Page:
On November 23 and 24, 2015, Matthew Wright, an Episcopal priest from St. Gregory’s church in Woodstock, NY (yes that Woodstock) presented a group of about two dozen with a remarkable range of material about the Wisdom teachings of Yeshua (the Hebrew name of Jesus). We have long been taught what we are to believe about Yeshua but far less about how the teachings of Yeshua can transform our lives. And Matthew offered this option.
The workshop was not about knowing more, but about knowing more deeply. We are often told to “get out of our heads and into our hearts” which is problematic given the nature of the English language which equates heart with emotion. As Matthew pointed out, the heart is not the emotional centre, it is rather the organ of spiritual perception. It would be more accurate to say “get into your HeartMind”. This understanding makes Yeshua’s phrase “Blessed are the pure in heart, for they shall see God” (become conscious of God), make more sense.
Matthew spent some time discussing what is now being referred to as the second axial age. The first axial age occurred around 800 to 200 BCE, when there was an enormous increase of spiritual understanding. It was the period in which the Buddha taught, Lao-Tzu (the founder of Taoism) was teaching in China , the Rishis (writers of the Vedas) were active in India, and Monotheism arose in Israel (Abraham and Sarah left their tribe to “follow God” and the Abrahamic covenant was born). Out of this incredible upwelling of spiritual awareness came a sense of transcendence and an individual quest for spiritual understanding or enlightenment. The ultimate goal became escape, or liberation from the world of matter, which was considered lesser or even evil. The problem became one of how to escape from samsara (cycle of rebirth in Hinduism, Buddhism, and Taoism) or to repair the rift created by “the Fall” (Christianity). The end result was the sense that something was wrong with this world. Our spiritual consciousness became dominated by images of separation and exile.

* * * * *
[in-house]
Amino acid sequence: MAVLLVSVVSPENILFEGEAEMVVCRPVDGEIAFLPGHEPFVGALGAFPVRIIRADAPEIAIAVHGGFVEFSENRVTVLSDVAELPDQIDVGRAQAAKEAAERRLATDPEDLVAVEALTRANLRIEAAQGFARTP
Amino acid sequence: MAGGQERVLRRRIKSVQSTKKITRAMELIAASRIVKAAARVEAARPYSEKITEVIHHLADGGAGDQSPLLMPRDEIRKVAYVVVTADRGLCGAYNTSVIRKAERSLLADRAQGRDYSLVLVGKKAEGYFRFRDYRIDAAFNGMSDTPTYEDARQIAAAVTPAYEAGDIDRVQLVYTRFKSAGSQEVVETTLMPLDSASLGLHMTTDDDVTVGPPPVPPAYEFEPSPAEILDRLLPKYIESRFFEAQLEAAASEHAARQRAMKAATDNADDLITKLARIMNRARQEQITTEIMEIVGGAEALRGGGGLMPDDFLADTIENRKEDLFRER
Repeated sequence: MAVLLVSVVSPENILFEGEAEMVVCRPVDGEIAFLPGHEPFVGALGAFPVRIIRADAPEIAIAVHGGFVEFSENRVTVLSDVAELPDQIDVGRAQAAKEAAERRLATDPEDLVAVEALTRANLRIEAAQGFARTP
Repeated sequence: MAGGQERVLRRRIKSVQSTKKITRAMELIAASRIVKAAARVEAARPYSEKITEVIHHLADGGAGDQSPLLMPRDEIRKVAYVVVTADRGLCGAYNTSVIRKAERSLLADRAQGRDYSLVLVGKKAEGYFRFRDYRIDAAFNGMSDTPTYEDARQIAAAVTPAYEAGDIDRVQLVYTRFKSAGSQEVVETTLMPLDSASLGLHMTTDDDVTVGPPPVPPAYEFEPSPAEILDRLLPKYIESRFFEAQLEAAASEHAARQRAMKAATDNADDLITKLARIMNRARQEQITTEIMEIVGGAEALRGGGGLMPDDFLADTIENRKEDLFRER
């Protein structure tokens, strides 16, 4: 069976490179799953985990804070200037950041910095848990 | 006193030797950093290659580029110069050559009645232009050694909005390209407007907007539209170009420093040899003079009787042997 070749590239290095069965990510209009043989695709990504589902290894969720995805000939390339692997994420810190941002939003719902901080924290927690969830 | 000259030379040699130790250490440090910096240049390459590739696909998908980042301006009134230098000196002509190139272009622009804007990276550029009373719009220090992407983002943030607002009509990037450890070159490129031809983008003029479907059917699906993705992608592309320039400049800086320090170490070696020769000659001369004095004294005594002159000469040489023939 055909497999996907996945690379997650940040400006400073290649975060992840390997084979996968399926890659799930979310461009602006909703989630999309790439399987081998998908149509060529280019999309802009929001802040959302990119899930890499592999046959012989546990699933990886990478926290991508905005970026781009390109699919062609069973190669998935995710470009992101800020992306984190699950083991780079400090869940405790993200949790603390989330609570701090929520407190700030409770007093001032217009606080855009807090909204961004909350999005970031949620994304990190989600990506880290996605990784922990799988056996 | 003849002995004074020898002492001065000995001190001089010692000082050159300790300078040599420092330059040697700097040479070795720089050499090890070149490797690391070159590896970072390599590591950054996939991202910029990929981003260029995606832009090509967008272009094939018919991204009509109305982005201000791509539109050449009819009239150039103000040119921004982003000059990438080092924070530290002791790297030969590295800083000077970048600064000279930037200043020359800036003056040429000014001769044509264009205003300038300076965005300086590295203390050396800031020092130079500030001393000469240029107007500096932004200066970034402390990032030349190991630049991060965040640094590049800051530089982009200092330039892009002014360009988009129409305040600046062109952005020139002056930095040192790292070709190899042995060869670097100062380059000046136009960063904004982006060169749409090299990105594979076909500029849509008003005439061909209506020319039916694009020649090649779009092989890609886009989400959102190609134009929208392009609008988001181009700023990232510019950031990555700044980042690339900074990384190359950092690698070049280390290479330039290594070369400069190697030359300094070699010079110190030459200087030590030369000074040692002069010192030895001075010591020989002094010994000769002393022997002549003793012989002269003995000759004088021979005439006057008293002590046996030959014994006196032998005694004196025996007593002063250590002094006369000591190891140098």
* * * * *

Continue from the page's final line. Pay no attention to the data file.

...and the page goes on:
However, slowly, over the centuries, according to many thinkers, including Matthew, there has risen the deep indwelling knowledge that “we belong”. We have begun to pick up the very real connection with the earth and each other that existed in pre-axial times. This sense combined with the first axial age sense of transcendence, gives us the opportunity to move into a synthesis of the transcendent and the immanent to create a new world order. During the workshop Matthew pointed out that multiple strands of knowledge point us in this direction. Quantum physicists have discovered the deep interconnection of all things at the most subtle levels of matter; environmentalists are pointing out that we are part of a global ecosystem; evolutionary biologists, reveal that life is unfolding as a vast, single process.